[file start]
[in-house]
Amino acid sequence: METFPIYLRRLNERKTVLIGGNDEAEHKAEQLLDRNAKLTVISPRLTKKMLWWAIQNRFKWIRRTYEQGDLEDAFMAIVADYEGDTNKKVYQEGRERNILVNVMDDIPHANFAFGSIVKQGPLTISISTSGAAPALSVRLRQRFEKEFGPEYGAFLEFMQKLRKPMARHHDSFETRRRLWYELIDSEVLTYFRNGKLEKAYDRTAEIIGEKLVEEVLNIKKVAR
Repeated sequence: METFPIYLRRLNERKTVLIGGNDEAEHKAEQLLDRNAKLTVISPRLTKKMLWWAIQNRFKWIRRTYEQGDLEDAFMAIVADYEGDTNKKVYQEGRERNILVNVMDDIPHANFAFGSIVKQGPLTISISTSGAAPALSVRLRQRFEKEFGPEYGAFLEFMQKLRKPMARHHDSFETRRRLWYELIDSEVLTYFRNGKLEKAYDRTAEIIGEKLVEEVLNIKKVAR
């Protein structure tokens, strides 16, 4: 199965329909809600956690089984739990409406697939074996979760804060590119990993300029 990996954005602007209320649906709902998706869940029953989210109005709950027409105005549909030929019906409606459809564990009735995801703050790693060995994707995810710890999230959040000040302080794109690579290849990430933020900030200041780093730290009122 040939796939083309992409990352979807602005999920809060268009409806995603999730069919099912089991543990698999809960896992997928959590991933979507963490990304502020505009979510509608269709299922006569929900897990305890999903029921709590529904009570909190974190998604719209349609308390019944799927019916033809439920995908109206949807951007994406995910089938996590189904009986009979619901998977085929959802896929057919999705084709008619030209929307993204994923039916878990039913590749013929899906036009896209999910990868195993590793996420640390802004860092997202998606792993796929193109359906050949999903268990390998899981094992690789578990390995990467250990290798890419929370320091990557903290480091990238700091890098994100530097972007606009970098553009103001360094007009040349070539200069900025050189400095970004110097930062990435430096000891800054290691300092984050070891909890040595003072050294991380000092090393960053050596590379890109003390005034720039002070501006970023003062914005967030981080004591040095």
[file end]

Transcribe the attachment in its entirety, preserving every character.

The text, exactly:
[in-house]
Amino acid sequence: METFPIYLRRLNERKTVLIGGNDEAEHKAEQLLDRNAKLTVISPRLTKKMLWWAIQNRFKWIRRTYEQGDLEDAFMAIVADYEGDTNKKVYQEGRERNILVNVMDDIPHANFAFGSIVKQGPLTISISTSGAAPALSVRLRQRFEKEFGPEYGAFLEFMQKLRKPMARHHDSFETRRRLWYELIDSEVLTYFRNGKLEKAYDRTAEIIGEKLVEEVLNIKKVAR
Repeated sequence: METFPIYLRRLNERKTVLIGGNDEAEHKAEQLLDRNAKLTVISPRLTKKMLWWAIQNRFKWIRRTYEQGDLEDAFMAIVADYEGDTNKKVYQEGRERNILVNVMDDIPHANFAFGSIVKQGPLTISISTSGAAPALSVRLRQRFEKEFGPEYGAFLEFMQKLRKPMARHHDSFETRRRLWYELIDSEVLTYFRNGKLEKAYDRTAEIIGEKLVEEVLNIKKVAR
């Protein structure tokens, strides 16, 4: 199965329909809600956690089984739990409406697939074996979760804060590119990993300029 990996954005602007209320649906709902998706869940029953989210109005709950027409105005549909030929019906409606459809564990009735995801703050790693060995994707995810710890999230959040000040302080794109690579290849990430933020900030200041780093730290009122 040939796939083309992409990352979807602005999920809060268009409806995603999730069919099912089991543990698999809960896992997928959590991933979507963490990304502020505009979510509608269709299922006569929900897990305890999903029921709590529904009570909190974190998604719209349609308390019944799927019916033809439920995908109206949807951007994406995910089938996590189904009986009979619901998977085929959802896929057919999705084709008619030209929307993204994923039916878990039913590749013929899906036009896209999910990868195993590793996420640390802004860092997202998606792993796929193109359906050949999903268990390998899981094992690789578990390995990467250990290798890419929370320091990557903290480091990238700091890098994100530097972007606009970098553009103001360094007009040349070539200069900025050189400095970004110097930062990435430096000891800054290691300092984050070891909890040595003072050294991380000092090393960053050596590379890109003390005034720039002070501006970023003062914005967030981080004591040095």